The impact of declining banks’ profits on financing

31-01-2021 10:41 AM

By Adli Kandah

Bank profits declined significantly during 2020, with exceptions for a very limited number of banks that achieved a noticeable increase in their profits for explanatory reasons. The results of the banks were affected by the negative economic repercussions imposed by the Corona pandemic on the local and global economy, the slowdown in global trade, and the decline in interest and commission rates.

The banks ’results for the first three quarters showed a decline of more than 68 per cent. As a result, concern prevailed among all segments of society, especially the economic sectors and questions were raised that: What is the effect of profits on the volume of liquidity in banks and the economy? Does the decline in banks’ profits have a direct impact on the ability of banks to grant credit, extend loans and financing to the economy?

In fact, the main factor that affects banks' ability to provide financing to the economy is the availability of liquidity. What affects liquidity in the first place is the growth of deposits in various forms, as they are the main component of liquidity in the economy. What affects deposits is the volume of economic activity, the volume of transfers, aid and export revenues and most importantly, the granting of credit from banks and other financial institutions.

Every loan or new financing is a new deposit that flows into the liquidity component. It is of interest to mention that credit facilities have grown by 6.7 per cent during the first eleven months of 2020. However, this growth in credit has not been reflected in the growth of deposits. This is due to the fact that a large percentage of liquidity appeared in the form of cash in circulation in the hands of the general public. A large percentage of the population has withdrew part of their deposits, and kept it in their wallets or safe boxes at home to meet their needs at the time of closures during 2020.

As for the mechanism of how a decline in banks’ profits impact liquidity, it is as follows: When banks announce their profits, about 38 per cent of it is transferred to the treasury, which is equivalent to the rate of tax imposed on banks, and a percentage of it is distributed to shareholders and the remaining part is reinvested in banks to cover various forms of capital expenditures. What is paid in the form of tax reaches banks again through salaries and wages that the government pays to public sector employees, and what is distributed to shareholders is transferred abroad to non-Jordanian shareholders, and part of that is transferred to local shareholders goes to deposits in banks and enters into liquidity.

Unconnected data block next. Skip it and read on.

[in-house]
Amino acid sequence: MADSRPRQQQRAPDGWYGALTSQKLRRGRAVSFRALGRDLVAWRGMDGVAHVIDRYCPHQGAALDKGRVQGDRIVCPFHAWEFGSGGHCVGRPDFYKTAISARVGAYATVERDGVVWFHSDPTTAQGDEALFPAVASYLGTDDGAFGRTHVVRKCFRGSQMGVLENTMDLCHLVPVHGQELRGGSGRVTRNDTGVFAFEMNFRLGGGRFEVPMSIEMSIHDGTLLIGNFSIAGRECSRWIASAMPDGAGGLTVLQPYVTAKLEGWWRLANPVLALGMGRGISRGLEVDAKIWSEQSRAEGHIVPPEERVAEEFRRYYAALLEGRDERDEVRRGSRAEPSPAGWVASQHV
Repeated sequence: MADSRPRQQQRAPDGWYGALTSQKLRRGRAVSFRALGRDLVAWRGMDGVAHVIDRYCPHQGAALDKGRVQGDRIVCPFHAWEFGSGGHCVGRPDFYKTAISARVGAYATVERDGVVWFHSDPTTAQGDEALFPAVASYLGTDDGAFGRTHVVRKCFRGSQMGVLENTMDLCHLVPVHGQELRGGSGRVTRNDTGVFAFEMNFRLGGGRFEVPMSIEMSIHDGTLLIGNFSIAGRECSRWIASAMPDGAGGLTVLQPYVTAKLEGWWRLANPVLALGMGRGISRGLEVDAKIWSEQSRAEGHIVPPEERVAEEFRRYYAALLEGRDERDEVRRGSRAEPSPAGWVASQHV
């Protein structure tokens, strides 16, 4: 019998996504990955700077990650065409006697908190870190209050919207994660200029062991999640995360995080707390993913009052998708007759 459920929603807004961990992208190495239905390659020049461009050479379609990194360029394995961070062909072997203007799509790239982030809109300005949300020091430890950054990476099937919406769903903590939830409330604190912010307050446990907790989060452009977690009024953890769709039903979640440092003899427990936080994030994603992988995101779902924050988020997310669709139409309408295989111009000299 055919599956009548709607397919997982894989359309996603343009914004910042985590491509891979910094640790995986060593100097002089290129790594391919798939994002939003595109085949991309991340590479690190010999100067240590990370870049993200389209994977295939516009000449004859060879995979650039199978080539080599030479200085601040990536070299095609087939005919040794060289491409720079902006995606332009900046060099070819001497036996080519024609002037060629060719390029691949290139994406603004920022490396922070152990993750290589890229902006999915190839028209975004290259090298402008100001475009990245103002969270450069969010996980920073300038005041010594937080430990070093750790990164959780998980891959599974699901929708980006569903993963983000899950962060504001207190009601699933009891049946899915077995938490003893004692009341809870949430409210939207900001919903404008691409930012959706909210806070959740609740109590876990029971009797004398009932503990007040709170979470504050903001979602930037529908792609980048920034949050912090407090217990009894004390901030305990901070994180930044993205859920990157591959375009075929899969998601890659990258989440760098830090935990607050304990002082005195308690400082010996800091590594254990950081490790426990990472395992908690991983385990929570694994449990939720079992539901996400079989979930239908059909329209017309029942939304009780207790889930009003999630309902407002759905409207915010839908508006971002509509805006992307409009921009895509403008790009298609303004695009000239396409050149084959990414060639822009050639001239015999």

With this understanding and within this transition mechanism, banks' ability to provide financing is affected by the decline in their annual profits. However, due to the fact that the relative importance of the volume of deposits from bank profits to total deposits is low, the impact of the decline in profits on the ability of banks to provide financing to the economy is also low.

What supports this argument is the growth of deposits in banks by 3 per cent in the first 11 months of 2020. Three per cent is a bit small; it reflects the decline in the general economic activity. However, if the negative repercussions of the pandemic continue to affect the economy and economic sectors, it will reflect more negatively on the profitability of banks and their ability to provide financing to the economy.

In such difficult circumstances and prolonged shutdowns for large sectors of the economy, a priority for banks becomes to maintain a solid capital base, allocate provisions and cover debts to protect the credit facilities portfolio. However, the questions that arise are: How long will the banks be able to meet this priority? And if the negative effects of the pandemic prolonged, will banks still be able to provide financing, and what are the other financing alternatives available to various economic sectors?

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